From PRWeek, February 29, 2024:
by Jeremy Mullman, M Booth

Last week, following a particularly brutal stretch of carnage, cuts and closings at media outlets as diverse as Sports Illustrated, Pitchfork and the Los Angeles Times, the New Yorker’s Clare Malone offered a provocative question, “Is the media ready for an extinction-level event?

Reading it from the PR professional’s perspective, I could not help but ask a related question, “Are we?”

Even before the recent contractions, the media industry was undergoing a violent and accelerating reordering. According to Pew Research Center data, newsroom employment fell by nearly a quarter from 2008 to 2019, and that has accelerated dramatically. The first six months of 2023 saw more job cuts than all of the year prior, and early 2024 is making 2023 look comparatively mild.

Just last week, however, Substack said that it has surpassed 3 million paid subscribers, a sign that the vital need for media voices is resilient, even if its path is unclear. But the lack of clarity is the scary part.

I spent the 2000s working as a journalist, making the jump to PR just as the clickbait era, with its massive audiences built via the manipulation and monetization of social-media algorithms, ramped up. From a consumer media relations perspective, it was a simpler time. 

The biggest story in the world was whatever everyone was talking about. Morning show producers who used to demand exclusivity wanted evidence of online traction. When ideas intrigued the aggregators, silly seeming reach numbers became commonplace. Getting a billion media impressions for a launch went from rare to routine.

As an industry, we adjusted accordingly, building ideas to spec for this new reality. There are a lot of Moldy Whoppers and One-Chip Challenges to show for it.

Thanks to changes by Facebook et al that deprioritized news, that model has been declining for years, but much of the apocalyptic flavor of Malone’s piece comes from the uncertainty about what’s next. It’s probably not subscriptions, which, after a brief, Trump-driven boomlet, have looked increasingly dubious as a business model, in part because they put media outlets in competition with the likes of Netflix, Amazon Prime and Disney+ at a moment when many people are trying to pare back their content costs. The New York Times has seen great success in subscription growth, but many of its recent wins are driven as much by Wordle and recipes as news.

Indeed, news may not be the primary revenue driver of news organizations for long. Malone quotes former Digiday editor Brian Morrissey surmising that news may be destined to become a “front operation” for core businesses built around events, e-commerce and sponsored content.

From a PR perspective, we can put this another way: our media friends are becoming less interested in reach, which has gotten cheap, and more interested in engagement, which is growing in value. We have to adjust our tactics accordingly.

Here are some thoughts.

Consider exclusivity

One of the curious features of the media relations clickbait era was watching the embargo migrate from the tech space, where it mostly served to allow time for product reviewers, to, well, everything. Traditionally, news embargoes made sense only when the importance of the announcement was so obvious that everyone covering a company would feel no choice but to agree. The “we can’t be dark on this” vibe of the 2010s changed that.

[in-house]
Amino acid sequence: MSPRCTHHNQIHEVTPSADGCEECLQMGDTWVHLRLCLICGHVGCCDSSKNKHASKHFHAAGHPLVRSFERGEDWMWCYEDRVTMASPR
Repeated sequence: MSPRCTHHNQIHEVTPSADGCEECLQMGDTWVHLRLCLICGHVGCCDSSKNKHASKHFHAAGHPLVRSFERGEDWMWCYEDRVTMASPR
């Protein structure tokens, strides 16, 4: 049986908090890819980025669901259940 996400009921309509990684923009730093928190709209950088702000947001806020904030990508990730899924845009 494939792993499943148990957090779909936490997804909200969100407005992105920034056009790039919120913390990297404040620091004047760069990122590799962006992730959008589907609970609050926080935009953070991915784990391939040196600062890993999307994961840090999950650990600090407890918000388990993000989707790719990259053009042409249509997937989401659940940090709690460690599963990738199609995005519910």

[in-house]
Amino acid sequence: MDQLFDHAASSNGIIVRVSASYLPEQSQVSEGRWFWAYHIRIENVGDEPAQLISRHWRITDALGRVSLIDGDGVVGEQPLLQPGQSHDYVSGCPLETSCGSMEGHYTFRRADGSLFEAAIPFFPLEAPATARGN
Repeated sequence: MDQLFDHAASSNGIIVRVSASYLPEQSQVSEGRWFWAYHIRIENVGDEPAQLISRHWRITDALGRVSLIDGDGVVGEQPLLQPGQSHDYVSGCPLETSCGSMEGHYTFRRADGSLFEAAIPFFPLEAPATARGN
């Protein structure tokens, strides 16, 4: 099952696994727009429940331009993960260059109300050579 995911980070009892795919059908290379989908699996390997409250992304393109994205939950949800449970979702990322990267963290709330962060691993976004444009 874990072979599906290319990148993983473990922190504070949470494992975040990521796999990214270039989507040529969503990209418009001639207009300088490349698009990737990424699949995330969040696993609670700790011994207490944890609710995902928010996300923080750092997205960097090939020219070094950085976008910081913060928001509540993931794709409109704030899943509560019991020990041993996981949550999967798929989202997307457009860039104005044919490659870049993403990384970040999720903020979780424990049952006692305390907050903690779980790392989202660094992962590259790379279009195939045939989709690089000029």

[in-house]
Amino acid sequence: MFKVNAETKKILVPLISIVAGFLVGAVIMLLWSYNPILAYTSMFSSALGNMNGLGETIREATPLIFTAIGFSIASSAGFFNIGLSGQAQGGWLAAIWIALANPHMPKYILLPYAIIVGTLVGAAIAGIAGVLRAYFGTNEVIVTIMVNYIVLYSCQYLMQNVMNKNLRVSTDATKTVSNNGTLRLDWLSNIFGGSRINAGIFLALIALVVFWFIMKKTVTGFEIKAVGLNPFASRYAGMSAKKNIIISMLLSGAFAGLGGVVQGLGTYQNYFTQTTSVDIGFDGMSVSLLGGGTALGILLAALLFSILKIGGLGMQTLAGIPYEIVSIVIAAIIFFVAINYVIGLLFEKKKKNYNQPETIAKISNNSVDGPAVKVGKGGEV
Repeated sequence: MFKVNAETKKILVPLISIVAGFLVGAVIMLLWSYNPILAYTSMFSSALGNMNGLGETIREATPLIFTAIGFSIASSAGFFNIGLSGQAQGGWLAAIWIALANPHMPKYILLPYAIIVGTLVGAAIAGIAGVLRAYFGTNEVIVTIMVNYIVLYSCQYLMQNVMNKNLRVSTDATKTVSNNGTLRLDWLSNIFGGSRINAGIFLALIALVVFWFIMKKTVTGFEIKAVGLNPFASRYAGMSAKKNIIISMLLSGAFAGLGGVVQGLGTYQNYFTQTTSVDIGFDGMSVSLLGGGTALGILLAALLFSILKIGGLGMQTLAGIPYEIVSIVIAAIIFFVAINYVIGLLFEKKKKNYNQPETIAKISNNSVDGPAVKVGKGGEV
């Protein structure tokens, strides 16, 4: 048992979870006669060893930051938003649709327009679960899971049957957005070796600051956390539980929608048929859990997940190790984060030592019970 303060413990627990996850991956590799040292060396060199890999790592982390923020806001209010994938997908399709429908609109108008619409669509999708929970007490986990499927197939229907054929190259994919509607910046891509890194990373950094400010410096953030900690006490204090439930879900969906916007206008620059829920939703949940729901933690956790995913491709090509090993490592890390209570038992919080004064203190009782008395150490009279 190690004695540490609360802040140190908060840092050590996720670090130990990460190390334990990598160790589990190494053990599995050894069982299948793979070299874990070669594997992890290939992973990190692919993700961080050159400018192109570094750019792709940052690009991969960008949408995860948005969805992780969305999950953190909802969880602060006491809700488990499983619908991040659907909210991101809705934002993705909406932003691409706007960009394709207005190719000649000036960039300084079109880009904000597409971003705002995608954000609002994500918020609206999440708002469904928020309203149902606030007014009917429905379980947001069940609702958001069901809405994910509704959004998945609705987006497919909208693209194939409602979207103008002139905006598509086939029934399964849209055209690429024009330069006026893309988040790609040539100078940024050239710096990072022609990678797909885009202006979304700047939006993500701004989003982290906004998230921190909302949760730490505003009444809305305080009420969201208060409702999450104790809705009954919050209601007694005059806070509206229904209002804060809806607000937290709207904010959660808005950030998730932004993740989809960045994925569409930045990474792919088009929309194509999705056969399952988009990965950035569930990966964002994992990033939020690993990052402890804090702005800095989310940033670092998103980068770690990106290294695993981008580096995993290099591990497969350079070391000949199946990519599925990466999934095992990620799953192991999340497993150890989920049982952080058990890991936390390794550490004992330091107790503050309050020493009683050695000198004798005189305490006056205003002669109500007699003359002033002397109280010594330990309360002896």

But now outlets, with an engagement obsession and a staffing shortage, are generally less interested in redundant reporting. They want to own stories, and when they do, they’ll push them hard across all of their channels in an attempt to maximize the value from those increasingly precious reporting resources. So a move away from the embargo to the exclusive as a strategy is something worth strongly considering.

All in on events and awards

Trade media long ago figured out that events and awards are more lucrative and predictable revenue streams than subscriptions, but the new batch of engagement-obsessed outlets is building in the same thinking. While participating in these ancillary businesses isn’t “pay for play,” showing up in a positive light where journalists you are trying to reach or impress are gathered is always recommended. If outlets that matter to you are branching out in these ways, participate.

Rethink measurement

An enduring feature of the clickbait era in communications is obsession with media impressions, a dubious metric whose greatest appeal to a corner of a corporation that doesn’t own its own data is that it’s cheap to track. Nevertheless, the thrill of seeing our ideas theoretically reach more people than speak the language they’re executed in can be intoxicating and addictive. Over the last 10 years or so, this “imp-luenza” has spread virus-like from company to company. But as we move into a media world with fewer publications and more paywalls, virality shouldn’t be our goal. We should be focused on getting the right message to the right audience and enhancing it with the third-party credibility that only earned media and engagement can deliver.

Be nice

If we as PR pros find this media apocalypse stressful and confusing, it’s easy enough to imagine how the remaining reporters and editors feel. In addition to worrying about job security, their actual jobs now involve covering for countless departed colleagues and, likely, navigating new asks as their companies chart new business courses. Anything we can do to make their lives easier and days more pleasant will be appreciated. Empathy remains a superpower.

Jeremy Mullman is SVP for media relations at M Booth

This article was first published in PRWeek.

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